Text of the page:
## Monday, April 13, 2015

### Logical Fallacy of the Day!

Correlative-based fallacies

Correlation proves causation (cum hoc ergo propter hoc) – a faulty assumption that correlation between two variables implies that one causes the other.[27] Correlation does not imply causation is a phrase used in science and statistics to emphasize that a correlation between two variables does not necessarily imply that one causes the other. Many statistical tests calculate correlation between variables. A few go further and calculate the likelihood of a true causal relationship; examples are the Granger causality test and convergent cross mapping……There’s much more…..

Suppressed correlative – where a correlative is redefined so that one alternative is made impossible.[28]  The fallacy of suppressed correlative is a type of argument that tries to redefine a correlative (one of two mutually exclusive options) so that one alternative encompasses the other, i.e. making one alternative impossible.[1] This has also been known as the fallacy of lost contrast[2] and the fallacy of the suppressed relative.[3]…..There’s much more…..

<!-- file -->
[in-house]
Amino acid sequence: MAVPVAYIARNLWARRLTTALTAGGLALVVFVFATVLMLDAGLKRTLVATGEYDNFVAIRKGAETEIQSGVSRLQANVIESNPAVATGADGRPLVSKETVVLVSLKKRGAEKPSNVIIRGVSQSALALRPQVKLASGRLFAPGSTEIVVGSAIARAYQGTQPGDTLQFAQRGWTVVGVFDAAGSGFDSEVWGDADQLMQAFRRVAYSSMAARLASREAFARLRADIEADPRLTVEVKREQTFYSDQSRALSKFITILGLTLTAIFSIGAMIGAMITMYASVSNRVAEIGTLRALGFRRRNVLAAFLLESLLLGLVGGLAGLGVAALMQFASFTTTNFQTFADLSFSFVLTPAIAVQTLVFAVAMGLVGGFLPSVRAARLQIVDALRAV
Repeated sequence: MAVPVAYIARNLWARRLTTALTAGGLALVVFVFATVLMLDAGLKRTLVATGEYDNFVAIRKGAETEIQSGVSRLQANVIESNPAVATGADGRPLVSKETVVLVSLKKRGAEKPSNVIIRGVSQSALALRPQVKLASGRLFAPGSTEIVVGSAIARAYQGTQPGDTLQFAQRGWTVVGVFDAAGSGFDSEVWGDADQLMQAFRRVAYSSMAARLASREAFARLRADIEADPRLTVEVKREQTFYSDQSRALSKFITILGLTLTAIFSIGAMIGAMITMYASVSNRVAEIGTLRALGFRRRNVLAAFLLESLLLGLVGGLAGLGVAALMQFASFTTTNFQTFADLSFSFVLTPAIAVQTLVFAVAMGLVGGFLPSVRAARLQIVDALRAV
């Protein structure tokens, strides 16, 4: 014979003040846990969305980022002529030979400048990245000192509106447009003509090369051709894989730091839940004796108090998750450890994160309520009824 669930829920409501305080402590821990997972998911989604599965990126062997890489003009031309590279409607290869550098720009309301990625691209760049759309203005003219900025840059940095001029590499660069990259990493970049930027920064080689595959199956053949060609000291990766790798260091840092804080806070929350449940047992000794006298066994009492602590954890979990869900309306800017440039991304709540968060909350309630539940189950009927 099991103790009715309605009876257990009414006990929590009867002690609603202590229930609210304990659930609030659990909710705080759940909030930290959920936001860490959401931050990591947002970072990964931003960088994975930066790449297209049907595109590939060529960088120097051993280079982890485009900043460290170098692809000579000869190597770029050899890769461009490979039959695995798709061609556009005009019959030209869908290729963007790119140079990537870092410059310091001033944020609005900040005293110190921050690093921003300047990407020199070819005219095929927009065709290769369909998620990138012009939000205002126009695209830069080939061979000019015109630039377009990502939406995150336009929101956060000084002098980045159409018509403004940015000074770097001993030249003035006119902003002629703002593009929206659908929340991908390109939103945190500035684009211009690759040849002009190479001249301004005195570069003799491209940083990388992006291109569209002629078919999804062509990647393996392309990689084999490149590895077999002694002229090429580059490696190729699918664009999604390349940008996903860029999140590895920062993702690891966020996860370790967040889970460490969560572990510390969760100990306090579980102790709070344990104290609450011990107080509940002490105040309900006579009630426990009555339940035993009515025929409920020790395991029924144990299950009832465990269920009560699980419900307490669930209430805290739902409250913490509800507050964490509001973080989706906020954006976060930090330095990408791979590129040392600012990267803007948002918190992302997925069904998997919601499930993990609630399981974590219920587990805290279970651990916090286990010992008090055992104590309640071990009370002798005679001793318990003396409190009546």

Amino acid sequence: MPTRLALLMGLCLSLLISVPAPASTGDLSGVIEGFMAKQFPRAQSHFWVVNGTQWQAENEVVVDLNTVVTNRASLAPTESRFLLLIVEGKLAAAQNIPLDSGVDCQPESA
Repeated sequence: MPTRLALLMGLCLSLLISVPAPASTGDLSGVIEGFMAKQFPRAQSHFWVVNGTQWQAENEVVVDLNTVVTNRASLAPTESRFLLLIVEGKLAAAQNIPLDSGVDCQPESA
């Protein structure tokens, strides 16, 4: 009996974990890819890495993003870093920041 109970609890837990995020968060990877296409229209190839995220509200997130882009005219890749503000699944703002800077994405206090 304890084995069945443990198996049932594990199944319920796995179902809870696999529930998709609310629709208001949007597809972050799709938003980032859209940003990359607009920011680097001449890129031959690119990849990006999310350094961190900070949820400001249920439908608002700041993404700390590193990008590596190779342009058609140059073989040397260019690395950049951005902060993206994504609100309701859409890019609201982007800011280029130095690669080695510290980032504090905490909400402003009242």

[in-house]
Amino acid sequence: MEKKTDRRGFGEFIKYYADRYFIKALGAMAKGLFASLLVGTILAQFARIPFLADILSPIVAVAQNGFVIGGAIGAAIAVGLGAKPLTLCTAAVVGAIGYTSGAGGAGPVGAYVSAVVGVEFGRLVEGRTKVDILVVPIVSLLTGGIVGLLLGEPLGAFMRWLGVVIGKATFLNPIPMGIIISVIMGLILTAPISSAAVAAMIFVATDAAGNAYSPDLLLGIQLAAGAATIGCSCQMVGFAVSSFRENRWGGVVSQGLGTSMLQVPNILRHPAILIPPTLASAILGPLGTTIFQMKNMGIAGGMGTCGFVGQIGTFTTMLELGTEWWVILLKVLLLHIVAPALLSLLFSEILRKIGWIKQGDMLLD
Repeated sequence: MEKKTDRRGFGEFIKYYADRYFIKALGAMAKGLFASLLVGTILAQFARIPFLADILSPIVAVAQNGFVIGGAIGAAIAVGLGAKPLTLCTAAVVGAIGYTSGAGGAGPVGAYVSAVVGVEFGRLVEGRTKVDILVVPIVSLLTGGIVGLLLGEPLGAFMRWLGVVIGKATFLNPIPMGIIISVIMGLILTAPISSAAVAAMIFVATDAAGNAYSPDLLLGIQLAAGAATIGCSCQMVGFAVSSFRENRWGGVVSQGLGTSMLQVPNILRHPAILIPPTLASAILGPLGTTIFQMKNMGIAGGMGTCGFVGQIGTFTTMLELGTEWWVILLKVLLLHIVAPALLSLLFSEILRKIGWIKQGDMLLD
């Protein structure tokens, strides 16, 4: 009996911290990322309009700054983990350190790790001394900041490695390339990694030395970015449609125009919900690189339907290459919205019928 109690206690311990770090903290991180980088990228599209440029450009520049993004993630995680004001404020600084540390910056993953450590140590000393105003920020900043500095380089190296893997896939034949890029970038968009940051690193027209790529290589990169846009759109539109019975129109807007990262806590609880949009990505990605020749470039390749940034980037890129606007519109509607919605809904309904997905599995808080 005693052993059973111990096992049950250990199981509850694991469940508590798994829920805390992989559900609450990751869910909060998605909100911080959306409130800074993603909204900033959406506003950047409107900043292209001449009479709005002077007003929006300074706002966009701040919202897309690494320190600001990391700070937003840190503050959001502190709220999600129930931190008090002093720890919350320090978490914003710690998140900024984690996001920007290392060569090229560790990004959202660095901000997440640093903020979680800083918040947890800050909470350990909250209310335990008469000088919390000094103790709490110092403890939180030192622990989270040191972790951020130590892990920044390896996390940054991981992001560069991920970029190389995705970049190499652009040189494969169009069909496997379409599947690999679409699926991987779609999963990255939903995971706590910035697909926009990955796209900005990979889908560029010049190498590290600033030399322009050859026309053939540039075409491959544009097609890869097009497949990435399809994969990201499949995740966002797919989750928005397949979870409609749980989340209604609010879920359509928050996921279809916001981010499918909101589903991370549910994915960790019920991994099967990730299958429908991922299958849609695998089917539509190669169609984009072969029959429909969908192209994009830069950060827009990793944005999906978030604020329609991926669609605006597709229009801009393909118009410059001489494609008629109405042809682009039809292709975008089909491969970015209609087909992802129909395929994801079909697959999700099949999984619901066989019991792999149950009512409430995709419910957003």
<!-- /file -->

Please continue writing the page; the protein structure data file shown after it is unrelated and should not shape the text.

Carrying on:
· Formal Fallacies -A formal fallacy is an error in logic that can be seen in the argument's form.[1]All formal fallacies are specific types of non sequiturs.

· Informal fallacies– arguments that are fallacious for reasons other than structural (formal) flaws and usually require examination of the argument's content.[12]

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